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Dieffenbachia seguine (Jacq.) Schott 1832
pronounced: def-en-BARK-ee-uh suh-GEEN
(Araceae – the arum family)
synonym: Dieffenbachia maculata (Lodd.) Sweet 1839
pronounced: def-en-BARK-ee-uh mack-you-LAH-tuh
common name: Dumb Cane
Dieffenbachia is named for Dr. Ernst Dieffenbach, 1811–1855, German physician, naturalist and geologist, who was the first trained scientist to live and work in New Zealand. The origin of seguine is unknown; in the synonym, maculata is from the Latin maculatus, spotted.
Dieffenbachia is a genus of tropical plants in the arum family, noted for its patterned leaves. Members of this genus are popular as house plants because of their tolerance to shade. The cells of these plants contain needle-shaped calcium oxalate crystals, known as raphides. If a leaf is chewed, these crystals cause a burning sensation in the mouth and throat; swelling can occur along with a temporary inability to speak, hence the common name of the genus. Chewing and swallowing generally result in only mild symptoms, but can result in death if the swelling of the tongue and the throat blocks the airway. Young children and cats who chew at the leaves are particularly at risk. Slaves were sometimes punished by having Dieffenbachia put in their mouths.
The leaves of dumb cane are variegated with white, cream and yellow, and are very decorative. They can grow outdoors only in tropical climates, and are more usually found as house plants. Outside the tropics they need to be kept indoors for most of the year. The plant needs some light, but will usually be fine in a window with filtered sunlight. There is a relatively aggressive root system, so repotting may be a frequent task. When the plant sets new leaves, they look at first as if they have been rolled up. As with most plants kept indoors, the setting of new leaves is a sign that they are pretty healthy. Yellowing leaves are a sign of poor condition, and usually mean that the plant is in heed of nutrients; but a little yellowing and the occasional leaf drop should not give rise to too much concern.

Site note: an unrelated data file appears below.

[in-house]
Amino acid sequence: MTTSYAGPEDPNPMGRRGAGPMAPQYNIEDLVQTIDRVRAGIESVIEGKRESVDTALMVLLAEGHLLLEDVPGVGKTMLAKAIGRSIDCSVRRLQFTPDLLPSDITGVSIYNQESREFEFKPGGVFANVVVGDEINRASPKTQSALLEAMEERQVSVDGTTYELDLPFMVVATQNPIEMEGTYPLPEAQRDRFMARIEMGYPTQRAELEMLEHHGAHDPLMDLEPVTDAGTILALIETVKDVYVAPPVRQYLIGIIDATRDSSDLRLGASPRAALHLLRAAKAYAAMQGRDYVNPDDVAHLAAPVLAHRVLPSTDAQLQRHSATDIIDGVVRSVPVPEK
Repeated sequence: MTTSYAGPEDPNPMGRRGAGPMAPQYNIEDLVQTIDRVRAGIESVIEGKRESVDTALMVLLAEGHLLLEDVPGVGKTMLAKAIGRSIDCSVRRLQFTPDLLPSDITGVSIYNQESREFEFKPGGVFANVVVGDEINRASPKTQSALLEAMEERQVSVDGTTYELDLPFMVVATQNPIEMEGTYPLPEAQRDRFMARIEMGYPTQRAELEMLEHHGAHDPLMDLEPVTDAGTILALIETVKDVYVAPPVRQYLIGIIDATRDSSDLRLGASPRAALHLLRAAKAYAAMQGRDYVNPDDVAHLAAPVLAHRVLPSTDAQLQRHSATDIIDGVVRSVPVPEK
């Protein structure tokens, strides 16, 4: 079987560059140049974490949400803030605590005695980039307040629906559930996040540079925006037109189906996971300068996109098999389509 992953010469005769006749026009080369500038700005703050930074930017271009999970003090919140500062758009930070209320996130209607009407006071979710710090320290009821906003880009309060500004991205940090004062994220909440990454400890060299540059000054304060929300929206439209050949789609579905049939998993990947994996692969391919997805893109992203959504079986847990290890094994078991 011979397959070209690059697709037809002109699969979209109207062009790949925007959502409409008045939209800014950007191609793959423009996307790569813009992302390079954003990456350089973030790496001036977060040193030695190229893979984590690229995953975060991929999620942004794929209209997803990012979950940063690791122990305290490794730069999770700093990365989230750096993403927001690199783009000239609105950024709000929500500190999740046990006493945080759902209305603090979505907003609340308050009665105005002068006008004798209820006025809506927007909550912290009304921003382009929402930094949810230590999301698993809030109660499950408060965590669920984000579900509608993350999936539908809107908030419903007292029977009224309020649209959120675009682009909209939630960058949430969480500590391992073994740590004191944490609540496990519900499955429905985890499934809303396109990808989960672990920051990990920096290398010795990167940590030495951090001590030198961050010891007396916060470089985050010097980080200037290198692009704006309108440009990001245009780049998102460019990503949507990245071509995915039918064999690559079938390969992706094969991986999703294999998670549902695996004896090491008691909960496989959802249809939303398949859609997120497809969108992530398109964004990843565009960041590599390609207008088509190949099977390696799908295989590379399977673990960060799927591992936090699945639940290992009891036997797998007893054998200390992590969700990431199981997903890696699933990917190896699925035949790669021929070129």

Dieffenbachia do not often flower when in captivity, but, when they do, the flower is a very interesting one. The inflorescence is green in colour, and consists of a spadix and a spathe. The spadix consists of an upright central axis cover with several minute flowers without petals. There are separate male (staminate) and female (pistillate) flowers clustered about the same spadix. The male flowers are grouped on the upper half of the spadix, and the female flowers on the basal half. The spathe covers the spadix until the day of opening, when it unfurls and exposes the male portion of the spadix. The male flowers do not produce pollen until 2–3 days after the spathe begins to unfurl. This means that the female flowers (which are only receptive of pollen on the first day of opening) cannot be pollinated by pollen from the same flower. This prevents inbreeding. When cross-pollinating by hand, the male portion of the spadix is usually cut off and placed on a dish to facilitate the collection of pollen on a brush. The stigmas of the female flowers have a pale golden yellow colour. The pollinating brush is usually drawn across the surface of the stigmas, to make it sticky, before the pollen is collected. When the seeds form, they have a fleshy outer covering that is cleaned off before planting. They generally germinate within three weeks. I am told that seedlings do not show their adult variegation pattern until approximately 810 leaves have been produced. I have not personally counted them, but someone obviously has!
Photographs taken in Picnic Bay 2009, 2010
Page last updated 14th November 2016